topographic view of Virginia
Source: ESRI, ArcGIS Online
Tectonic plates have been moving and reshaping the earth's surface for 3.3 billion years.1
The chunk of crust that today includes Virginia has evolved dramatically over the last 2 billion years. Volcanoes have spewed lava onto the surface, oceans have deposited sediments, continental collisions have added clumps of land, and sediments have eroded from uplands to form new land at the edge of the waters (or underneath the water). About 600 million years ago, the core of North America (the "craton") was much smaller than today's continental plate.
Though the North American plate has grown in size, Virginia also gotten smaller at times. Continental collisions pushed rocks over each other and folded up Virginia like an accordion, pushing the Blue Ridge west and compressing the Shenandoah Valley. Throughout the entire time, erosion has carved into the land and ocean currents have carried sediments away.
That's the basic process, and it affected the entire eastern coast of North America from Maine to Florida. Geologists refer to the North American plate (the Cheerios), plus the Taconic, Avalon, and other island arcs plus Gondwana (the Rice Krispies). When all the cereal clumps were together, they formed the supercontinent Pangea.
The limestones in the Shenandoah Valley and the igneous rocks in the core of the Blue Ridge are part of the original clump of Cheerios. Much of the eastern third of Virginia was added later, when clumps of Rice Krispies smushed into the Cheerios. That part of Virginia east of Great Falls on the Potomac River to Danville on the North Carolina border is "Rice Krispies" bedrock, formed from slices of crust left behind after collisions of island arcs and North Africa with the old continental core (the Cheerios).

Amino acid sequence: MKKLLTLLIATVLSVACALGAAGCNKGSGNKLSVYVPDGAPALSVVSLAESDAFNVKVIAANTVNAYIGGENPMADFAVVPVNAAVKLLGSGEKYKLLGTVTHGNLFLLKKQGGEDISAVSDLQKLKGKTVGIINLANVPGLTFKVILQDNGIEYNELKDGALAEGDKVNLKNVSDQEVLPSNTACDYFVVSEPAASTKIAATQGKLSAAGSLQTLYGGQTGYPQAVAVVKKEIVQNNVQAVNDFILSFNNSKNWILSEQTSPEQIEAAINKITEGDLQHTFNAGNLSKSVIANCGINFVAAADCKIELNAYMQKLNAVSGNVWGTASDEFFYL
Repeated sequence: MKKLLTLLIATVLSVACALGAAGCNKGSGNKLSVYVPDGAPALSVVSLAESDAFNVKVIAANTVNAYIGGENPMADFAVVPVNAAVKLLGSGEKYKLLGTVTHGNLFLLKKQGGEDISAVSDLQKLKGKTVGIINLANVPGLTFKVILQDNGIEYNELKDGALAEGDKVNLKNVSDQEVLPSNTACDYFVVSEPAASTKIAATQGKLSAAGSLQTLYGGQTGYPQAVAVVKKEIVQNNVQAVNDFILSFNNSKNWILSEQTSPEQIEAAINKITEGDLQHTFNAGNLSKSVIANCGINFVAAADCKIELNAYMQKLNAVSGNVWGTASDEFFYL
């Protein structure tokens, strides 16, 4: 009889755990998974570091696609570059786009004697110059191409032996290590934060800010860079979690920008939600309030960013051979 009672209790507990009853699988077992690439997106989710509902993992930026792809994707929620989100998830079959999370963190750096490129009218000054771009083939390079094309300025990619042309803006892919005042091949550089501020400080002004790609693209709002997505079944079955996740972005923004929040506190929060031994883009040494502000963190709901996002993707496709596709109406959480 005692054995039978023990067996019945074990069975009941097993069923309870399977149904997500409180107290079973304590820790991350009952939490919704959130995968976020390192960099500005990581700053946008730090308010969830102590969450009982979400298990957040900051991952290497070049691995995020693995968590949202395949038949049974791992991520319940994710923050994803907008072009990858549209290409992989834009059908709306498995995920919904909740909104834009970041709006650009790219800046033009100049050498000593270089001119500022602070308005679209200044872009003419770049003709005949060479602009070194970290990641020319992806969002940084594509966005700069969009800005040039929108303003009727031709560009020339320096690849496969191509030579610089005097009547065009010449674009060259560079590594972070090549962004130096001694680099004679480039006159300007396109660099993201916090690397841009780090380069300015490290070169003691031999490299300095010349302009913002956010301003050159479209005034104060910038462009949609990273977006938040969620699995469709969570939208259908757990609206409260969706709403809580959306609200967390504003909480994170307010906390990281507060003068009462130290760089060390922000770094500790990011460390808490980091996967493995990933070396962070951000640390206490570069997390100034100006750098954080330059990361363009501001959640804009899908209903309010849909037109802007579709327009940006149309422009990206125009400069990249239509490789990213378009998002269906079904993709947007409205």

the bedrock of Virginia was assembled over the last billion years by accretion of major terranes
Source: Virginia Department of Energy, Mapping Seismic Hazards in Virginia and Seismic History of Virginia (Figure 6)
The crystalline bedrock underneath the more-recent limestone in Florida was once part of Africa. That bedrock was part of the African plate (one of the clumps of Rice Krispies) before it smashed into the North American plate (the Cheerios). When the continents split up and the Atlantic Ocean formed, the Florida chunk of that African plate broke off and was left behind.2
The original chunk of Cheerios is about one billion years old. It expanded gradually on the edge, as limestone deposits accumulated in the adjacent ocean, for another 600 million years. Much of central and eastern Virginia, like the Florida bedrock, has been attached to North America for only the last 300 million years.
Great North Mountain (Shenandoah County)
(Whew, did you look at all three? Long description, lots of words... and it's only a short, not-exactly-perfect abbreviated version. Considering that you covered 1.8 billion years in a few minutes, that's a pretty good compression ratio.) Now check out:
much of Virginia has been added to the core "craton" of North America over the last 600 million years, as limestone reefs grew on the continent's edge and through collisions with other tectonic plates
Source: US Geological Survey (USGS), The North American continent
the boundaries of different geological provinces were recognized by Virginia's state geologist, William Rogers, before the Civil War
Source: Huntington Library, Map of Virginia (by Jedediah Hotchkiss, 1875)
Virginia is located near the middle of the North American tectonic plate, which stretches from the Mid-Atlantic Ridge to California -
but on the eastern edge of the portion of the plate that is not covered by the Atlantic Ocean
Source: National Oceanic and Atmospheric Administration (NOAA), Age of the Sea Floor with Shaded Vegetation and 20my contour